Program Promotes Collaboration,
Rapid Generation of New Interventions
At the recent joint retreat of some key NCI advisory boards and the NCI intramural program retreat, two themes emerged that go hand-in-hand with several high-priority NCI initiatives. First was the strongly voiced sentiment that, to make the sort of progress against cancer that we all believe is possible, extensive collaboration is required among researchers of all disciplines and between academia and industry. Second was the imperative of getting drugs and other interventions to patients much more quickly than we currently do.
One NCI-led program that I believe holds tremendous promise and speaks to both topics is the Academic Public-Private Partnership Program (AP4). This program will establish AP4 centers at four to six U.S. academic research institutions and stimulate discovery- and development-related research. Through partnerships with nonprofit organizations and industry, the goal will be to rapidly generate novel, molecularly targeted cancer drugs and diagnostics for clinical trials for orphan cancer types.
With the aid of NCI planning grants, 14 research centers are currently developing AP4 proposals that cover a broad array of research, from advanced cellular/immunotherapies to neuroendocrine tumors to agents that improve radiation sensitization of cancers. Some of the country's top research centers with proven track records in research and development are vying to become AP4 centers. Early indications are that nonprofits and corporations are eager to join an AP4 team.
AP4 arose from similar recommendations made by several NCI Progress Review Groups, all calling for efforts to accelerate the advancement of new interventions to clinical trials. NCI's Office of Science Planning and Assessment and Developmental Therapeutics Program (DTP) worked together to develop AP4, including researching programs with similar aims to speed up the pace of research. In fact, AP4 is modeled on the long-running, extremely successful National Science Foundation (NSF) Industrial/University Cooperative Research Centers (I/UCRC) program. In 2000, with NSF funding of $5.2 million, I/UCRCs had a combined budget of $68 million that supported 1,750 faculty and students at 50 academic research centers.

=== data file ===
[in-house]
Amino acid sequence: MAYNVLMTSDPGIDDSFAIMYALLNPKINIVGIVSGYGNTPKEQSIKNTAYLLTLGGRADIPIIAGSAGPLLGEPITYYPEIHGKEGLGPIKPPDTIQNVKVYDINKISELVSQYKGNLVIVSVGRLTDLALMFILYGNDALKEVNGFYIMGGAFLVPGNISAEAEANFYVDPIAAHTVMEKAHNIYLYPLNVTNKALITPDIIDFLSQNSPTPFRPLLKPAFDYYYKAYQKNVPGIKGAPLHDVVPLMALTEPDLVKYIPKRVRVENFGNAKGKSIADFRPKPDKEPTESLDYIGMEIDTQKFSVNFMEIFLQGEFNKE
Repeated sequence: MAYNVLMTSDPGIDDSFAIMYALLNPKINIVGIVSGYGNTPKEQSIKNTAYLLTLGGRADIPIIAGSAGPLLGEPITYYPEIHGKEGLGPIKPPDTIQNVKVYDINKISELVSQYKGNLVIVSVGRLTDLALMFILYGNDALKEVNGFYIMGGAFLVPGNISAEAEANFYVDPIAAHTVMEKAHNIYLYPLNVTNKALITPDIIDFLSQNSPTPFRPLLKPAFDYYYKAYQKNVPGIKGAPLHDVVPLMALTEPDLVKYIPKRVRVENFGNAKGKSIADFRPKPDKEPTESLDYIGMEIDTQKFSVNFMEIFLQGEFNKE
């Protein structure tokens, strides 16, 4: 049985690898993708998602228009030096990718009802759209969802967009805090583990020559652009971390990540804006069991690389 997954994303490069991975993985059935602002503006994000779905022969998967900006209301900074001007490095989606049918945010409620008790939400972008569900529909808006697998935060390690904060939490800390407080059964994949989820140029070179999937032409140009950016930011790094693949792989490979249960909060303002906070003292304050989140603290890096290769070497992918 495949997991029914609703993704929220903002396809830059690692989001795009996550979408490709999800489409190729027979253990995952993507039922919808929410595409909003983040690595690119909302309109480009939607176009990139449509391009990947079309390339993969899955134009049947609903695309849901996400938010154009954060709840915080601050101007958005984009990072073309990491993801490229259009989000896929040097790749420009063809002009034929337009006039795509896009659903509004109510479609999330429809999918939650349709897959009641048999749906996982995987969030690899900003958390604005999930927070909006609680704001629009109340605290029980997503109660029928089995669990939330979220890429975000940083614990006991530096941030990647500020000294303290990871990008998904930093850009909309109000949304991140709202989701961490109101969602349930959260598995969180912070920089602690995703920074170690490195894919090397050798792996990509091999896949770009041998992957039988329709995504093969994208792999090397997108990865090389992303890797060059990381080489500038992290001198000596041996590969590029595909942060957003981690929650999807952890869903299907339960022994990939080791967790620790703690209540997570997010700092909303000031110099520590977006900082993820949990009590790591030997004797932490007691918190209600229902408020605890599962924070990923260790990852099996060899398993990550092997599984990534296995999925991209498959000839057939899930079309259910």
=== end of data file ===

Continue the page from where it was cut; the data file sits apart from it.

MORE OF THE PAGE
At the heart of AP4 is a flexible and dynamic project management structure. Each AP4 center will have an academic director and various partners, who together compose the AP4 steering committee. The partners in each AP4 center will develop a governance document that defines financial contributions, partner interactions, intellectual property issues, and evaluation metrics. Each center's steering committee (which will have a nonvoting NCI member) will have the authority to make go/no-go decisions on projects, add new projects, and shift funds as they see fit - a flexibility that will give them the agility to keep projects moving. In addition, AP4 centers will have priority access to DPT's screening and developmental resources for clinical candidates, such as in vivo efficacy testing and pharmacology and toxicology studies.
Partnerships between industry, nonprofits, and academic institutions have always been a part of NCI's strategy to accelerate progress. Through AP4, NCI will provide financial support and an integrated system for collaboration. Industry will be attracted by access to the talent and novel research capabilities of the academic centers, with the ability to pursue interventions that - on their own - they might deem too risky to pursue, and insight into research methods that in later years could have a significant downstream impact on their business. Academic investigators, on the other hand, will have rapid and direct access to the expertise necessary to facilitate discoveries being translated into development of interventions that will lead to the elimination of the suffering and death due to cancer. Through AP4, we believe we can significantly enhance the marginal success rate of current academic/industry partnerships, open exciting new doors for partnership and collaboration, and quickly generate new interventions that will benefit many patients.
Dr. Andrew C. von Eschenbach